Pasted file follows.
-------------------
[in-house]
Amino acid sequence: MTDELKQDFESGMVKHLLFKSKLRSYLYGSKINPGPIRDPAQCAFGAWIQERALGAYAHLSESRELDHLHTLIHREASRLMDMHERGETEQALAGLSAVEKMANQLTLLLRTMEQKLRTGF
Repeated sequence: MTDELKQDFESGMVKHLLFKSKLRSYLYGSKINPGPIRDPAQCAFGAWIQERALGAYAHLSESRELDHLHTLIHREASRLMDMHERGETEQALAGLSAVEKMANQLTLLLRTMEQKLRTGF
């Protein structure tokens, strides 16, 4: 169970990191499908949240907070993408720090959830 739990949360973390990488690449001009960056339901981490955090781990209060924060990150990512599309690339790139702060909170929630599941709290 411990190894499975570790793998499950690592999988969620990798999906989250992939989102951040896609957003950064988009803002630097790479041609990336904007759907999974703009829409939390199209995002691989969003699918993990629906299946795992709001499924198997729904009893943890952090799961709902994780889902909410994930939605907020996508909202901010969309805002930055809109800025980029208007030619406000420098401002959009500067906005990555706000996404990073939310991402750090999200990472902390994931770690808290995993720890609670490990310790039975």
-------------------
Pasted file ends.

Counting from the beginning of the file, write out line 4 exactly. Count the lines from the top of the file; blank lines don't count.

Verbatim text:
């Protein structure tokens, strides 16, 4: 169970990191499908949240907070993408720090959830 739990949360973390990488690449001009960056339901981490955090781990209060924060990150990512599309690339790139702060909170929630599941709290 411990190894499975570790793998499950690592999988969620990798999906989250992939989102951040896609957003950064988009803002630097790479041609990336904007759907999974703009829409939390199209995002691989969003699918993990629906299946795992709001499924198997729904009893943890952090799961709902994780889902909410994930939605907020996508909202901010969309805002930055809109800025980029208007030619406000420098401002959009500067906005990555706000996404990073939310991402750090999200990472902390994931770690808290995993720890609670490990310790039975």